Excerpt from Paradise Burns, by Marc Fitch
If I told you, reader, that a work of horror and crime fiction could be existential, philosophical, even, would you humor me? Would you believe me, most gracious Reader? If I told you Fitch has crafted a tale that takes the concept of evil and breaks it two and then blurs the line between the pieces? Here lay your son, a monster under his bed, the wickedness of the unknown. And here’s a young sorority girl that sees black shadowy monsters when she blinks her eyes. And she lay on the dirty dance-floor of Paradise, as the tunes of an amateur band feed a curious energy, and she smiles – and she says words, but they don’t make any sense.
Horror lives on a continuum in Paradise Burns, between what is real and what is extraordinary, and a strong point in the read is the difficulty you’ll have making the distinction between the two. From the religious and existential overtones to Rudy’s own crippled personhood the story is a duality, feeding off the relativity of evil. The prose is easy to follow, ebbing along with rich and gritty imagery; the mood of Paradise is sour; and it smells of cheap beer and body odor — and the patch of tile behind the nightclub toilet. Fitch has sculpted his world with dirty clay; and from it stands fascinating gray stills that turn your stomach, yet won’t let go of your eyes.
Weaknesses, you ask? Sure — there’s a few I suppose I could note.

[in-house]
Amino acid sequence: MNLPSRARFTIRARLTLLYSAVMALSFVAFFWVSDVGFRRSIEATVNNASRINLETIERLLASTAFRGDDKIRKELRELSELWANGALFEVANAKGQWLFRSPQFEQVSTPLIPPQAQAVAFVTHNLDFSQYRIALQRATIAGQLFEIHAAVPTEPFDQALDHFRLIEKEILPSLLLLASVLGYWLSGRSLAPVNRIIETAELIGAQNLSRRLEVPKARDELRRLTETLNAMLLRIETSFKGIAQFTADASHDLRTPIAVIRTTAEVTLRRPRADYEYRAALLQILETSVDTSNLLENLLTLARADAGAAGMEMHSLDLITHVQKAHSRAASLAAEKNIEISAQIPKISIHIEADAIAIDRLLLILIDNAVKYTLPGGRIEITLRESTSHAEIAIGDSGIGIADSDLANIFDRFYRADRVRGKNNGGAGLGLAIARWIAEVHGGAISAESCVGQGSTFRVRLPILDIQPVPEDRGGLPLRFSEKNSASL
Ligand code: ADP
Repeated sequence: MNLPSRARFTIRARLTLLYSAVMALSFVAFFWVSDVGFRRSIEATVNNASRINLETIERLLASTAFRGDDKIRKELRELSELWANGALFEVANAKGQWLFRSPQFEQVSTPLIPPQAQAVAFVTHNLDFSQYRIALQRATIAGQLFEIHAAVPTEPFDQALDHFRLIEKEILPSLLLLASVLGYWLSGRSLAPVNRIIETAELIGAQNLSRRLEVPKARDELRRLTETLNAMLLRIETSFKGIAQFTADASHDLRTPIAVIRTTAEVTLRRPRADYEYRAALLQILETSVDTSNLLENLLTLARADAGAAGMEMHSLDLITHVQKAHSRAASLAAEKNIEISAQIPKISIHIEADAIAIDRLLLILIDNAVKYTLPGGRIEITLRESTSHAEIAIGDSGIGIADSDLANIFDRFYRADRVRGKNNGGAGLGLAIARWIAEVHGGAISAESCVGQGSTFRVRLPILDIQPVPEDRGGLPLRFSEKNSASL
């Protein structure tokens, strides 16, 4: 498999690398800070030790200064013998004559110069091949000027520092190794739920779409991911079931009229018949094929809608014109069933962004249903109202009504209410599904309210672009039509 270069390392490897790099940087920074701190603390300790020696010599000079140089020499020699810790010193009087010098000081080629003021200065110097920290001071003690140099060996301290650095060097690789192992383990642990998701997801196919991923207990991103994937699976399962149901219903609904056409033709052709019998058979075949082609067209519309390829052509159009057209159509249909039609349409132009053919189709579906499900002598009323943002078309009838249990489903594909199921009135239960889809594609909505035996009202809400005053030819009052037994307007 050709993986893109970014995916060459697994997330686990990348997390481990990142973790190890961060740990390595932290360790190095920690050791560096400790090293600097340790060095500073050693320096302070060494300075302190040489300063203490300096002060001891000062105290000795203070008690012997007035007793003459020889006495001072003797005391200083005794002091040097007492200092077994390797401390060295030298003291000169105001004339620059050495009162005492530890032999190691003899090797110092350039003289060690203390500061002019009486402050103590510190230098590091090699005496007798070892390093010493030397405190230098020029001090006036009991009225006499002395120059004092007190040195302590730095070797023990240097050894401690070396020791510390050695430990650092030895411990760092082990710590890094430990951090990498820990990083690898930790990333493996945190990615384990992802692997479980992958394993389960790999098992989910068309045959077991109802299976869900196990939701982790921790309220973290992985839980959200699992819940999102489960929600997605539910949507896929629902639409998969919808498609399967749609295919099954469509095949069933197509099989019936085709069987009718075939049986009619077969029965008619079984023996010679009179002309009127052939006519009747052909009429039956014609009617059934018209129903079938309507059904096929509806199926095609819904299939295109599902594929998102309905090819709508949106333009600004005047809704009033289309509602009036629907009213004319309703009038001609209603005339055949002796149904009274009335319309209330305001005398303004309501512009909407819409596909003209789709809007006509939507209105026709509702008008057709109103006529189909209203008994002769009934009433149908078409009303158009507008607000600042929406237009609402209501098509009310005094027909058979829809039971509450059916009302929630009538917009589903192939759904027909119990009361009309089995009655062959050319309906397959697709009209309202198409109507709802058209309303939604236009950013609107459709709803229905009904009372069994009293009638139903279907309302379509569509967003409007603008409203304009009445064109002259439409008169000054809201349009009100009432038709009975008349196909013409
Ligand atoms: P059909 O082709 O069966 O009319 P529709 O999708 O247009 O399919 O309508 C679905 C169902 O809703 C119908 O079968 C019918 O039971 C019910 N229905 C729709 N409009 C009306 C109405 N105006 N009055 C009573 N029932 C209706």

Rudy, strangely enough, starts out as a fairly layered character. But as we get deeper in the thick of his struggle his complexity flat-lines. It’s most unfortunate since we spend most of the story in his head, after all, watching as his train of thought becomes more basic and hackneyed. Maybe this is a result of the read in its entirety, as it seems unsure how deep it wants (or is able) to go with its moral exploration. It’s clear to me there was a bit of a “bottom” where perhaps the inner dialog ran dry, and we had to rely on other markers in the writers world to press us on.
Second are a few notable instances where the imagery seems oversaturated: where the details or metaphors feel excessive or inappropriate or vapid. It’s a slow unfold process where the subtly of Parlor City is ultimately abandoned as Fitch allows the monsters (loosey goosey this one too) out to play from their recesses. For me, it seems to weaken the atmosphere.
Really, it’s not so bad.
For even with its flaws I’m excited to read what Fitch has next to offer. The taste that stuck to my mouth after reading Paradise Burns was sweet and satisfying; it’d rush the palate of any reader who’s into monsters that wear the face of people you might know, might have known, or might know in the future.
About The Author: S.T. King is an aspiring novelist with a ravenous appetite for the dark, and an insatiable thirst for the ink of the fantastique. Currently he’s a mental health counselor, helping people purge the skeletons from their closets – though admittedly, he thinks it’s more fun putting them back in.